Boeing update – the hits to its reputation just keep coming

One of the world's largest airplane manufacturers, Boeing, has seen its name dragged through the mud over the last few years.

Boeing update – the hits to its reputation just keep coming
An aerial photo shows Boeing 737 MAX airplanes parked on the tarmac at the Boeing Factory in Renton, Washington, U.S. March 21, 2019. REUTERS/Lindsey Wasson/File Photo

The backstory: One of the world's largest airplane manufacturers, Boeing, has seen its name dragged through the mud over the last few years, mainly over its line of 737 Max jets. In October 2018, Lion Air Flight 610 crashed in Indonesia, killing 189 people, and a similar crash occurred in March 2019 when Ethiopian Airlines Flight 302 crashed just six minutes after takeoff, killing 157 people. Both planes were Boeing 737 Max 8s, one model from the Max line. Afterward, the 737 Max was grounded globally for around 20 months, which cost Boeing over US$20 billion and led lawmakers to pass new laws on airplane certification. 

On January 5, Alaska Airlines Flight 1282 had to do an emergency landing 20 minutes after taking off when a door plug came loose, opening a hole in the aircraft's fuselage. Thankfully, no one was seriously injured, but this time it involved a Boeing 737 Max 9, which was missing four key bolts. This led to a new grounding of Boeing planes for safety checks, causing hundreds of canceled flights. Flight carrier United Airlines later announced it had found more loose bolts on some of its other Max 9 airplanes. United Airlines CEO Scott Kirby later said Boeing needs to take 'real action' if it hopes to restore its reputation.

More recently: Last week, reports came out about another incident involving a Boeing plane on February 6, where the rudder pedal used to control an aircraft on the runway became stuck as it touched down at Newark Liberty International Airport. 

As for the door plug blowout incident in January, Boeing said on Friday that it thinks certain documents required by its processes during production of the plane were never created, according to a letter seen by Reuters. The US Justice Department has also opened a criminal investigation into Boeing over the incident, as first reported by The Wall Street Journal.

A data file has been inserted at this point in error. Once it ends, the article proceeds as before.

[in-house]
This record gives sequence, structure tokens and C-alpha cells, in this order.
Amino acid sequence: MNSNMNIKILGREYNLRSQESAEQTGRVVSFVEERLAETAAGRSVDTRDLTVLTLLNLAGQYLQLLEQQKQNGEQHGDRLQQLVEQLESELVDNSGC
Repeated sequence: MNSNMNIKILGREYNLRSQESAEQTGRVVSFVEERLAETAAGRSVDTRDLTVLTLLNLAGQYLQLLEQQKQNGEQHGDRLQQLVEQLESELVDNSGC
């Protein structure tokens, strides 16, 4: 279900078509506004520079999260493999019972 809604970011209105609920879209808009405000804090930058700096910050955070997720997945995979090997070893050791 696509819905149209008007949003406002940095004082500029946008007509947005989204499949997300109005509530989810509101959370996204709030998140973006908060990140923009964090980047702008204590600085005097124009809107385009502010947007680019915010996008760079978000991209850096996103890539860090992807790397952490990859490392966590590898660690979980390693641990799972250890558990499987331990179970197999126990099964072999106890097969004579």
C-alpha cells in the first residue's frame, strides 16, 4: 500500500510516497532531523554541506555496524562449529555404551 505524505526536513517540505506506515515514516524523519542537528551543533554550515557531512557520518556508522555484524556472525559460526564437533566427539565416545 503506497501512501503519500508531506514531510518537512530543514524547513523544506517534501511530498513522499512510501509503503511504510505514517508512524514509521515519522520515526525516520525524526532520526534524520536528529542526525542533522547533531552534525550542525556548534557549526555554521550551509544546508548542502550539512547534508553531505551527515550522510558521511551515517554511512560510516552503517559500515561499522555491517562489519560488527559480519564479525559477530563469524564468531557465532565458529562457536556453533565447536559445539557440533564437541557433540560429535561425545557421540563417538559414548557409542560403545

The development: The hits keep on coming. Last week, a United Boeing 777-200 lost a tire just after the plane took off from San Francisco, and there was an engine failure on a different flight from Houston to Fort Myers. Then, on Friday, another Boeing veered off the taxiway into a grassy area after making an emergency landing because one of the engines had reportedly sucked up some bubble wrap and was spewing flames. The Federal Aviation Administration (FAA) has said it'll investigate all three incidents, while the National Transportation Safety Board (NTSB) is sending a team to Houston. United Airlines has also said it'll work with the FAA, NTSB and Boeing to understand what happened. 

The back-to-back incidents from last week don't appear to be linked to known issues with Boeing and its 737 Max and are unlikely to lead to more groundings. Still, Boeing's stock shares were down again on Friday.

Key comments:

"It is absurd that two months later we don't have it," NTSB Chair Jennifer Homendy told a Senate Commerce Committee hearing last week regarding the Alaskan Airlines Flight 1282. "The NTSB needs to interview the employees," she said. "The only way we ensure safety is to find out what happened – what was done, what was not done."

"We appreciate the NTSB's work on this preliminary report and will continue to fully support their investigation," Boeing said about the rudder pedal incident.